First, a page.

Hiring approaches also differ. Some states have outsourced to nonprofits, while others have positioned otherwise furloughed health care professionals. If you are interested in contact-tracing work, we recommend starting your search with an official state job board. You can google for listings in your area, but be wary of fraudulent job postings.
It will be sometime before we know if the economy has found a new normal. Until then, contact tracing will not only help us stabilize our hard-earned reprieve from novel coronavirus but provide some stability for households across the country.
There are ways to engage with someone with whom you don't agree.
- When you have pre-conceived ideas about a group whose views oppose your own, you risk closing the door to meaningful discourse before it begins.
- "When you demonize those who voted against you then there's no chance of a democratic debate," argues Yanis Varoufakis, former finance minister of Greece and founder of DiEM25. "You've lost it completely. Then you go into a state of civil war."
- Varoufakis says that there are two ways of approaching a difference of opinion: external and internal critiques. Focusing on internal critiques as the more fruitful method, Varoufakis explains how using logic to work through one's assumptions to see if they lead to the same conclusions can open up a pathway to conversation.
Beyond Meat and Impossible Foods find a greater foothold in the market as demand for plant-based meats rises.
Where's the beef?<img type="lazy-image" data-runner-src="https://assets.rebelmouse.io/eyJhbGciOiJIUzI1NiIsInR5cCI6IkpXVCJ9.eyJpbWFnZSI6Imh0dHBzOi8vYXNzZXRzLnJibC5tcy8yMzI2NDEzOS9vcmlnaW4uanBnIiwiZXhwaXJlc19hdCI6MTYzMzA3MTI3Nn0.4iJJr5OUv0Hx-WC1rxPzoSk4zCMyMlGGBAK1VjlNzMM/img.jpg?width=980" id="a36a7" class="rm-shortcode" data-rm-shortcode-id="6641198555a5cfb434656e86aeae3248" data-rm-shortcode-name="rebelmouse-image" />
The Smithfield Foods pork processing plant, Sioux Falls, South Dakota, was closed indefinitely after its workers caught and spread the coronavirus.
The plant-based industry takes root<img type="lazy-image" data-runner-src="https://assets.rebelmouse.io/eyJhbGciOiJIUzI1NiIsInR5cCI6IkpXVCJ9.eyJpbWFnZSI6Imh0dHBzOi8vYXNzZXRzLnJibC5tcy8yMzI2NDE0NC9vcmlnaW4uanBnIiwiZXhwaXJlc19hdCI6MTU5ODEwNjEzOH0.nMlZXJAI1qRCf_m2pEOYLlWEbnIW9Ed6Wv75DvK1ESk/img.jpg?width=1245&coordinates=0%2C0%2C0%2C895&height=700" id="a6960" class="rm-shortcode" data-rm-shortcode-id="19055729ecdfb6cd5f0b50330e629043" data-rm-shortcode-name="rebelmouse-image" />
Beyond Meat's plant-based patties on store shelves at Costco.
Will Beyond Meat go, well, beyond meat?<div class="rm-shortcode" data-media_id="ClRRdKXm" data-player_id="FvQKszTI" data-rm-shortcode-id="24ebdf58c2c4cfb04f42281bd59f8382"> <div id="botr_ClRRdKXm_FvQKszTI_div" class="jwplayer-media" data-jwplayer-video-src="https://content.jwplatform.com/players/ClRRdKXm-FvQKszTI.js"> <img src="https://cdn.jwplayer.com/thumbs/ClRRdKXm-1920.jpg" class="jwplayer-media-preview" /> </div> <script src="https://content.jwplatform.com/players/ClRRdKXm-FvQKszTI.js"></script> </div> <p>Will the pandemic shift America away from meat and toward <a href="https://bigthink.com/natalie-shoemaker/what-the-world-would-look-like-in-2050-if-we-ate-less-meat" target="_self">more sustainable alternatives</a>? Probably not. At least not any time soon.</p><p>A <a href="https://www.pewresearch.org/science/2016/12/01/public-views-about-americans-eating-habits/" target="_blank">Pew Research Center</a> found that only 9 percent of Americans consider themselves vegan or vegetarian, meaning 298 million of us can enjoy a juicy burger. That's a lot of hearts and minds, and shifts in cultural eating habits can be geologic in their timeline. But it may prove <a href="https://bigthink.com/technology-innovation/livestock-disruption" target="_self">a tipping point</a>. </p><p>Both <a href="https://impossiblefoods.com/mission/" target="_blank">Impossible Foods</a> and <a href="https://www.beyondmeat.com/about/" target="_blank">Beyond Meat</a> list limiting suffering and sustainability on their mission statements, and their products do sport <a href="https://www.cnbc.com/2019/09/02/beyond-meat-uses-climate-change-to-market-fake-meat-substitutes-scientists-are-cautious.html" target="_blank">a reduced carbon footprint</a> compared to meat—though higher than other vegetarian alternatives such as bean patties.</p><p>Those values are in line with younger generations and <a href="https://www.nielsen.com/us/en/insights/article/2015/green-generation-millennials-say-sustainability-is-a-shopping-priority/" target="_blank">their shopping habits</a>. It's also no coincidence that Pew found young people the most likely to identify as vegan or vegetarian, while other research has shown the cohort to be the <a href="https://www.globaldata.com/millennials-are-the-most-experimental-consumers-with-seniors-least-likely-to-try-new-products/" target="_blank">most experimental in their shopping</a>.</p><p>"People don't like to be contributing to climate change and biodiversity collapse and pandemics. It feels icky, so we try not to talk about it," Rachel Konrad, Impossible Foods' COO, <a href="https://www.vox.com/future-perfect/2020/5/5/21247286/plant-based-meat-coronavirus-pandemic-impossible-burger-beyond" target="_blank">told <em>Vox</em></a>. "But it's in these moments when the gruesome reality of animal agriculture pierces into our consciousness—because of COVID or whatever else—that we start to wake up."</p>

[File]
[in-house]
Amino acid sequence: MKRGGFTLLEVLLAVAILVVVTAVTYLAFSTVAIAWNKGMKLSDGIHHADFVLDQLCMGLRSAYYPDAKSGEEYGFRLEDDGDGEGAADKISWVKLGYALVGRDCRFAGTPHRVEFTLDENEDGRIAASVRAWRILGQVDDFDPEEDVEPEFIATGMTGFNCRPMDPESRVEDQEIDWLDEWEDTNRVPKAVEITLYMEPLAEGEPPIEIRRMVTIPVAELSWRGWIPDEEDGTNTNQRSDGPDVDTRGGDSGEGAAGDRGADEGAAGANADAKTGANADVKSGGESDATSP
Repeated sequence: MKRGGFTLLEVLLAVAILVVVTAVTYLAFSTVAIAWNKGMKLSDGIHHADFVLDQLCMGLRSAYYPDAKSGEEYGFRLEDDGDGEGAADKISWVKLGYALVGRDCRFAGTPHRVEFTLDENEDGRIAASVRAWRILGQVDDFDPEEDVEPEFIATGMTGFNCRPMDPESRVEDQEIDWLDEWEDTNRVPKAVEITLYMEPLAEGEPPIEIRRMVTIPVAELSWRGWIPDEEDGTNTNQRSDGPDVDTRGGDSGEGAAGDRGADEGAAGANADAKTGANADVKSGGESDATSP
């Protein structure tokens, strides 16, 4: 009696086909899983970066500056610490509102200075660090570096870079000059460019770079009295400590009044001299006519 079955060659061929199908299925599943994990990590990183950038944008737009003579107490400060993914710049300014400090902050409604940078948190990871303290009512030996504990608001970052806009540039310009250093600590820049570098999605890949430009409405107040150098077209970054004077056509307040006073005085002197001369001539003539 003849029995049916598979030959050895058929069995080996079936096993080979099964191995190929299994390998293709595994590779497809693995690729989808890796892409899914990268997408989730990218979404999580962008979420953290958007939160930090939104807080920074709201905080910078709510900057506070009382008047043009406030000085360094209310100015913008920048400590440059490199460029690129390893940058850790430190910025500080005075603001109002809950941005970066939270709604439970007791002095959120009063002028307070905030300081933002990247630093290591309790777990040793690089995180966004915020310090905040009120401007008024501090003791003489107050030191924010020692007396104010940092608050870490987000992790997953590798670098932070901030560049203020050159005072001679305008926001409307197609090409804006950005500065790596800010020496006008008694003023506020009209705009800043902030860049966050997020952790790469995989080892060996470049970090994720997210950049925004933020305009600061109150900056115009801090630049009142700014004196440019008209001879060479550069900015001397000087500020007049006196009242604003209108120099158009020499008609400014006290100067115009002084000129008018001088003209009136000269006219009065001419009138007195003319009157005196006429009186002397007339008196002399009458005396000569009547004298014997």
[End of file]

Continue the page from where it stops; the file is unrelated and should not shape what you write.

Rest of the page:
Ad Fontes Media wants to educate readers on where to find reliable sources of news and lessen the heat from the political flame wars.
- Polarized, unreliable news can be dangerous during turbulent times, such as the coronavirus pandemic.
- The Ad Fontes' Media Bias Chart maps out the biases and reliability of legacy and alternative news organizations.